On Music in the Movies
Last week I submitted a letter to the New York Times in response to an Arts & Leisure article they ran about the movie musical. They didn't print it, but here it is for anyone's interest...
To the Editor:
By incorporating music, television is building the
bridges that will help American audiences to better
transition to movie musicals (Rebecca Traister,
“Waiting for the Razzle-Dazzle,” February 29).
While 1990’s prescient-but-doomed COP ROCK
floundered because of its premise (singing cops),
characters on ALLY MCBEAL (1997-2002) regularly broke
into fantasy song and dance numbers to audience
delight and critical praise. In 2001’s groundbreaking
musical episode of BUFFY THE VAMPIRE SLAYER (“Once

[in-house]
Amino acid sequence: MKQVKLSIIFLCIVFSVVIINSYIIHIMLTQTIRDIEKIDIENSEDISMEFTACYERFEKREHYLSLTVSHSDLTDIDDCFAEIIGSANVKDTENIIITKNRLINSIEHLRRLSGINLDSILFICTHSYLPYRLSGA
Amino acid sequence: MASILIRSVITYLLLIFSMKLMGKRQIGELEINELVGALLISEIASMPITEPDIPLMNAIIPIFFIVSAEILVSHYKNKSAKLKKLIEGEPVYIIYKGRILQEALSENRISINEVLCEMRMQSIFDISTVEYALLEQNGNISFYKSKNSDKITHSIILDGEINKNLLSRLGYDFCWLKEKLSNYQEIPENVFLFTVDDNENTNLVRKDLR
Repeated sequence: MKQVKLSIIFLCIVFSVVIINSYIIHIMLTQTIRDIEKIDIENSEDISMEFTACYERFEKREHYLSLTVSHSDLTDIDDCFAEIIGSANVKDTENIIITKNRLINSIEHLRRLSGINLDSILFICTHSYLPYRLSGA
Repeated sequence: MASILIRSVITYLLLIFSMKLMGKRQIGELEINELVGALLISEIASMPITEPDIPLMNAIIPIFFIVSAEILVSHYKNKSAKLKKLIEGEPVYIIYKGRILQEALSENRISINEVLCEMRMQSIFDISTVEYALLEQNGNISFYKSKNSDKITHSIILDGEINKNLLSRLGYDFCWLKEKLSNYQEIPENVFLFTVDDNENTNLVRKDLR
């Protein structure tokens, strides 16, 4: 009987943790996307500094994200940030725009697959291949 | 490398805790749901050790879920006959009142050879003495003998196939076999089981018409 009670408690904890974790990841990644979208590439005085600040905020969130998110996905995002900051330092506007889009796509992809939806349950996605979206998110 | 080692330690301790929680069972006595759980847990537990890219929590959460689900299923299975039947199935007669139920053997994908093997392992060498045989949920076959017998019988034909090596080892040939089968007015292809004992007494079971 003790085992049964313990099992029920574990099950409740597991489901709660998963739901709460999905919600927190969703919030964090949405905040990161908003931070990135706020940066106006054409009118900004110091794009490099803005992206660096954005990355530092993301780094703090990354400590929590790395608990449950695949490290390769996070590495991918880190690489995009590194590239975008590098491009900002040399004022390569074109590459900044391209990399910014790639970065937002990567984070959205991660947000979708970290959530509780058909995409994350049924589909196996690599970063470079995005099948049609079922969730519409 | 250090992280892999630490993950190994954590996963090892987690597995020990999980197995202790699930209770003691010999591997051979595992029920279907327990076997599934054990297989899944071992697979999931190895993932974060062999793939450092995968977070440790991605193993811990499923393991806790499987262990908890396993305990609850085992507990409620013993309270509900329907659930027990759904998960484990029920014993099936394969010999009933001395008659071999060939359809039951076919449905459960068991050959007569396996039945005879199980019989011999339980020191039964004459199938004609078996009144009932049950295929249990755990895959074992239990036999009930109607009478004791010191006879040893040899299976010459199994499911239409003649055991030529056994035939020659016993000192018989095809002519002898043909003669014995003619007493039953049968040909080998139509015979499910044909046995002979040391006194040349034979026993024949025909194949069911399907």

More With Feeling”) the sudden songs worked, not only
because of the established conceit—a demon brought on
the song and dance—but because of series creator Joss
Whedon, whose creative, brilliant songs had audiences
believing that when things get too intense, emotions
will break through using the combined power of music
Shows like these, which incorporate the whimsy,
humor and emotion of music, leave viewers craving
more, even hoping for COP ROCK 2004: RESURRECTION.